Both a comfort food and a dessert!
When we were home sick from school, our mother would make us floating islands of luscious meringue in soft, spiced custard; she believed the eggs and milk provided substantial nutrition even if we were not eating much of anything at all. We just thought it was good, and the little islands were fun to play with (whether we were really sick or not). My own children and grandchildren love this as much as we did!
Mom didn’t use the rum when she gave it to us (hmm, well, at least I don’t think so…), but it adds an extra depth of flavor for the adults in the house. She did not cook the meringues for long, but scooped them into the hot liquid to gently poach. If you are afraid of lightly simmered egg whites you can use the baked method that follows, but I think they are best served soft and billowy, more like delicate clouds than crunchy islands.
Add a bit of fresh berries, a drizzle of maple liquor or rum sauce, and serve as a special dessert, or brunch starter. You can even double the batch, add additional light cream to taste and turn it into an eggnog, put it all in a punch bowl, and you have a rich and festive holiday drink. Don’t forget the nutmeg for grating on the side! I still have my mother’s nutmeg grater, one of my kitchen treasures.
2 cups local, organic whole milk
1 vanilla bean pod, sliced open
¼ tsp. freshly grated nutmeg
6 local, organic eggs, separated
1 cup superfine sugar, divided
½ tsp. cream of tartar
1 tsp. cornstarch
1 tsp. vanilla extract
Lots more freshly grated nutmeg for garnish
Optional but recommended: ¼ cup dark rum
Put the milk in a large, shallow saucepan. Scrape the million seeds from the vanilla bean and place them and the pod in the milk, along with the nutmeg, over low heat.
While warming, separate eggs, place whites in a bowl and beat them until frothy. Add one-half cup of the sugar and the cream of tartar (which helps to stabilize the whites, you can also add a few drops of vinegar if you have no cream of tartar) and whip to stiff peaks. Stir in vanilla extract.
In a separate bowl, beat the yolks, cornstarch, and remaining half cup of sugar. Set aside.
With an ice cream scoop, float mounds of the egg white islands into the pan, three or four at a time. Cover the pan so the islands can poach for a couple of minutes, remove the cover, turn the islands over gently, put the top back on and let poach for another minute. Don’t let it go too far. Remove from the pan with a slotted spoon, and drain on a clean tea towel.
If I am entertaining, I might place the meringue in a piping bag with my giant star tip (the one I use to fill deviled eggs) I pipe the meringues into the simmering milk, but I do not turn them over. These are beautiful torched after you place them in the bowl of custard, and it adds a lovely flavor as well. That’s if you want to be fancy.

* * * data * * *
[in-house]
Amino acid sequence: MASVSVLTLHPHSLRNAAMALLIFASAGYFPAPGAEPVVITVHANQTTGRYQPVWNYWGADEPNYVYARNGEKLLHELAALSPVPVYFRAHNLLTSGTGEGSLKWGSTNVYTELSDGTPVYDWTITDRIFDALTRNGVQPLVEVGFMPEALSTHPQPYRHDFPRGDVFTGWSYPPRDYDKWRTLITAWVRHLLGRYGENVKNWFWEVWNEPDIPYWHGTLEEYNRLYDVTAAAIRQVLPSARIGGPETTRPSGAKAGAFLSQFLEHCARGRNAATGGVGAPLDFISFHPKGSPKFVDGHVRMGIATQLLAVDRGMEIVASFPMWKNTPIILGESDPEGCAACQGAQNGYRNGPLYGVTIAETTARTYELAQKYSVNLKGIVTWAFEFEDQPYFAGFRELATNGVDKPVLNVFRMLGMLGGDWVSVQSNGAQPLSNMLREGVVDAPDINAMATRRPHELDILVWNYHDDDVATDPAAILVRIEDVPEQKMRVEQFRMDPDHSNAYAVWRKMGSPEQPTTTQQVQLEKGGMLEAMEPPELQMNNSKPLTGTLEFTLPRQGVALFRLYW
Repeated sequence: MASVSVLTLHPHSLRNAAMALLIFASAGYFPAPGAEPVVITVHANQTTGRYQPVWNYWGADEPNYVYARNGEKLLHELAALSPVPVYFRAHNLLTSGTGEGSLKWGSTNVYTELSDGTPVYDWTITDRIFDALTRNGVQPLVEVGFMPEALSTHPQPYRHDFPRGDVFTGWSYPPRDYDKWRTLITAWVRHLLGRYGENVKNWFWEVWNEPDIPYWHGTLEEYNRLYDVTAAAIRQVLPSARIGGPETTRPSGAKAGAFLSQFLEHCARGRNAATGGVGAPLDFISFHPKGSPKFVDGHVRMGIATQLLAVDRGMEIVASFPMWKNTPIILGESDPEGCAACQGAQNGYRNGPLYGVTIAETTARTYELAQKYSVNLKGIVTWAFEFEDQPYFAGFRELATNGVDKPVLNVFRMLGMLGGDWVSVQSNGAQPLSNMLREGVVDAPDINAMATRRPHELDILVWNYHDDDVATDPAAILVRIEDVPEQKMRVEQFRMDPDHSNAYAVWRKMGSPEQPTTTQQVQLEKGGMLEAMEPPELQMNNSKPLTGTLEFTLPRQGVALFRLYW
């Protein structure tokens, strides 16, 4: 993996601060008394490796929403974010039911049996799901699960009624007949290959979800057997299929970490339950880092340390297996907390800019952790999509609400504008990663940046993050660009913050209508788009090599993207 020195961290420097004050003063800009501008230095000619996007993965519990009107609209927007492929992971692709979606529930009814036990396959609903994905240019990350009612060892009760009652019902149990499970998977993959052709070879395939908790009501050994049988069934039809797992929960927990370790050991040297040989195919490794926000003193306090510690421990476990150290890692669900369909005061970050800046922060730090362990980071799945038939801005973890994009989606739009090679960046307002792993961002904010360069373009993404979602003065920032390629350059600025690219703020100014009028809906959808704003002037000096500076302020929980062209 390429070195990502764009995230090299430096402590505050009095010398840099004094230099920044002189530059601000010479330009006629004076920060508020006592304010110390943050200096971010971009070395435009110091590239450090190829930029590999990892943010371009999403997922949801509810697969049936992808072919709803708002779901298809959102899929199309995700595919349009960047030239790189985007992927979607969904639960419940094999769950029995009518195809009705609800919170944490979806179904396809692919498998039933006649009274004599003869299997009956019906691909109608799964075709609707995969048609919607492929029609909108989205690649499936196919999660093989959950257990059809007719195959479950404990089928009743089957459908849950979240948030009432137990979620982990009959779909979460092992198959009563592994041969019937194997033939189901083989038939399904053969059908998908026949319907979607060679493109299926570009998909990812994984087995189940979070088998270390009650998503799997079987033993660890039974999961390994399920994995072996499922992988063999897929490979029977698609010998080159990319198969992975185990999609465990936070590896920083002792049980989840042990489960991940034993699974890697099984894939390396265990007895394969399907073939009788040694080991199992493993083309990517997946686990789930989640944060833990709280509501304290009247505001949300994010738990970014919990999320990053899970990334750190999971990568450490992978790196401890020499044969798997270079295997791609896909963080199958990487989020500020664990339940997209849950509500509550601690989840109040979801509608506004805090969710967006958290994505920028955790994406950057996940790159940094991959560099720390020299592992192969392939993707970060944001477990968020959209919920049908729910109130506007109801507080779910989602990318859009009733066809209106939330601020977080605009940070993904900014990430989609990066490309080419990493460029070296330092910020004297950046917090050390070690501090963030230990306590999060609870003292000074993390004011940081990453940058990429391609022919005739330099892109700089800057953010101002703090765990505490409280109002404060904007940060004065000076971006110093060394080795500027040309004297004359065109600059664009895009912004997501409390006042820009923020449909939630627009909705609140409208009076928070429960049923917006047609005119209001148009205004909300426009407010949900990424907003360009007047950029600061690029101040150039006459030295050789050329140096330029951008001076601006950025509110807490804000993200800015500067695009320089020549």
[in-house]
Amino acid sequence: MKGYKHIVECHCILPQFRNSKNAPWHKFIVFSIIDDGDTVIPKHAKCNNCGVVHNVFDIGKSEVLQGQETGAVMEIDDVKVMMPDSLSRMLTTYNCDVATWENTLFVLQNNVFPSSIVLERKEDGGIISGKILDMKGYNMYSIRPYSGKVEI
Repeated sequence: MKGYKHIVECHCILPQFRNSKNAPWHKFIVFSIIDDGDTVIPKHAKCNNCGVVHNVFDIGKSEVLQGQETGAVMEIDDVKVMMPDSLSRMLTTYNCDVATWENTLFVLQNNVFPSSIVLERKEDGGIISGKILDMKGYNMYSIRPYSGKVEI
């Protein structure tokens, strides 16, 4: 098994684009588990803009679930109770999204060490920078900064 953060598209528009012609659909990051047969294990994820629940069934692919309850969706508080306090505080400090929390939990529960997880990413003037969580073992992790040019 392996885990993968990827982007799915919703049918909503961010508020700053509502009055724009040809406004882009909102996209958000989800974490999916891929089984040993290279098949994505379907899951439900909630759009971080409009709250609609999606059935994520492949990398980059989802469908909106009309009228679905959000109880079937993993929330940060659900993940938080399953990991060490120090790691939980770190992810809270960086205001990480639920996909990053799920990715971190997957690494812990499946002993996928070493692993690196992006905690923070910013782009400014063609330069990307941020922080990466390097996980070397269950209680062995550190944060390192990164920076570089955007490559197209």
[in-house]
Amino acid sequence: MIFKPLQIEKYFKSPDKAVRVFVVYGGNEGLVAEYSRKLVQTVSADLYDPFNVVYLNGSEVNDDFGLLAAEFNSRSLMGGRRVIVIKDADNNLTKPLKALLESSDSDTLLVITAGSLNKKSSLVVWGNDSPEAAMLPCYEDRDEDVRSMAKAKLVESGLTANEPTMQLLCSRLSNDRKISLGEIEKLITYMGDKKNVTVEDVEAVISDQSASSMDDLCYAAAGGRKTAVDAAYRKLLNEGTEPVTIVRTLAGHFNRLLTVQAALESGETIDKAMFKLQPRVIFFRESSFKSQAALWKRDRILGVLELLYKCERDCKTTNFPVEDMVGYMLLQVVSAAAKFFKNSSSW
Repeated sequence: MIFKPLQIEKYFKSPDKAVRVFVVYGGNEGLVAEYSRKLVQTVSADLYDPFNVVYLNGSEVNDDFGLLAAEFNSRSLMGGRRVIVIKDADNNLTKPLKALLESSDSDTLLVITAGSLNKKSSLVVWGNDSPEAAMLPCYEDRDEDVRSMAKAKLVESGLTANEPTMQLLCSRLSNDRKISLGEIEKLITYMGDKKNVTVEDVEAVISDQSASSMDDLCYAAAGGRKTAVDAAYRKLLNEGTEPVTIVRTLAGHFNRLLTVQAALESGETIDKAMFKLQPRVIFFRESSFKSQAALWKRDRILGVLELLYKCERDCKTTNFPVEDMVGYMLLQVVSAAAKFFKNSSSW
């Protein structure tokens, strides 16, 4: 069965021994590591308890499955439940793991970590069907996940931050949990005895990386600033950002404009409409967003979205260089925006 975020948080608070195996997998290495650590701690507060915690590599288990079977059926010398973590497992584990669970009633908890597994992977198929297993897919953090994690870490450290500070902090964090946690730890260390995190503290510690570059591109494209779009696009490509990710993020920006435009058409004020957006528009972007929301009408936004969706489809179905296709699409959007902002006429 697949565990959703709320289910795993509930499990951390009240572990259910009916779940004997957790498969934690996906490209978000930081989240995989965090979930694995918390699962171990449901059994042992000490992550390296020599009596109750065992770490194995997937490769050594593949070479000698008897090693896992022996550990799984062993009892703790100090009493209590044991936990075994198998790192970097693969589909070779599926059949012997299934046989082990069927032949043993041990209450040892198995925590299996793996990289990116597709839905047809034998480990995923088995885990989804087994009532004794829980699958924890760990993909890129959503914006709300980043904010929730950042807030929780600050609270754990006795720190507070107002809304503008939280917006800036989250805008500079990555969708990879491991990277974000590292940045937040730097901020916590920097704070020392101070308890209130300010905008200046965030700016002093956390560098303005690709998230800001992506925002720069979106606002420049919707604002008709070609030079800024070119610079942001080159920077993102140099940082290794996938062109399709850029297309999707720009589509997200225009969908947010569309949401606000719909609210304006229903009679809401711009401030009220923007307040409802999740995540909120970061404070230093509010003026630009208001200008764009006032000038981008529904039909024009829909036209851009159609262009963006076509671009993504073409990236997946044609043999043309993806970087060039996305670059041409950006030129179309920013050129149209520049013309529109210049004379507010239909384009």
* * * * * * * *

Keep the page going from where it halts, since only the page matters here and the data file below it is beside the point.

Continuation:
Add a little more milk to the pan, and heat to a simmer, but do not boil. When the milk mixture is nice and hot and steaming, add a little to the beaten egg yolks, then a little more, slowly, to temper the eggs so they don’t scramble. Once this mixture is warmed, add it back to the pan and continue to stir just until it starts to thicken, about 165 degrees, no more! You will notice a difference in texture, but don’t let them go too far or it may curdle and break. You can draw a line down the back of a wooden spoon with your finger at this stage and the track won’t fill in (that’s how Mom did it) but I use an instant-read thermometer.
Remove from heat, stir in a little more vanilla and the rum.
Serve each shallow bowl of the “sea” with an island on top and grate a little extra nutmeg for color and flavor. You can drizzle with caramel or maple syrup to garnish, or add some poached fruit or fresh berries, but I think it is best as is.
You can make the custard the day before if you like, but I think it is best served warm right after you make it. Serves four to six depending on appetite. It is quite rich.
Baked Method:If you are concerned about eating only lightly poached meringues, you can pipe them onto a cookie sheet lined with parchment, make little island-like mounds with a peak on top. Pop under a slow broiler for 5 to 8 minutes, or until set and the tops nicely browned, sort of like making a topping for a lemon meringue pie. Let cool before removing with a thin spatula to top the custard. This is actually quite pretty, although not at all how my mother made it, and certainly not traditional.
Microwave Method: Fill a piping bag with a large star tip and create one meringue on a microwave-safe plate. Microwave at high power for 4 seconds, wait a few seconds, and microwave again for another 4 seconds. Remove the plate from the microwave and use a thin spatula to remove to a holding plate. It will be firm and cooked all the way through. You can use a torch to add some color if you like.
A touch of orange! Substitute Grand Marnier for the rum, and drizzle with more when the dish is assembled. Top with either freshly, finely grated orange zest or candied orange peel.
For Eggnog: Double the batch and thin to the consistency you want with light cream or half and half. Serve chilled, or warm, in mugs, you can add the little island to each, or float them on top in a punch bowl.
Buttered Rum Sauce
This is also a great topping for ice cream, sautéed fruit, bread pudding, or a pound cake. It is very sweet, so a little goes a long ways.
In a medium saucepan, mix together a cup of light brown sugar and a cup of heavy cream. Bring the mixture to a boil, then add 6 tablespoons of unsalted butter. Whisk and bring back to a boil, then cook for about five minutes. Remove from the heat and whisk in 1/4 cup of dark rum.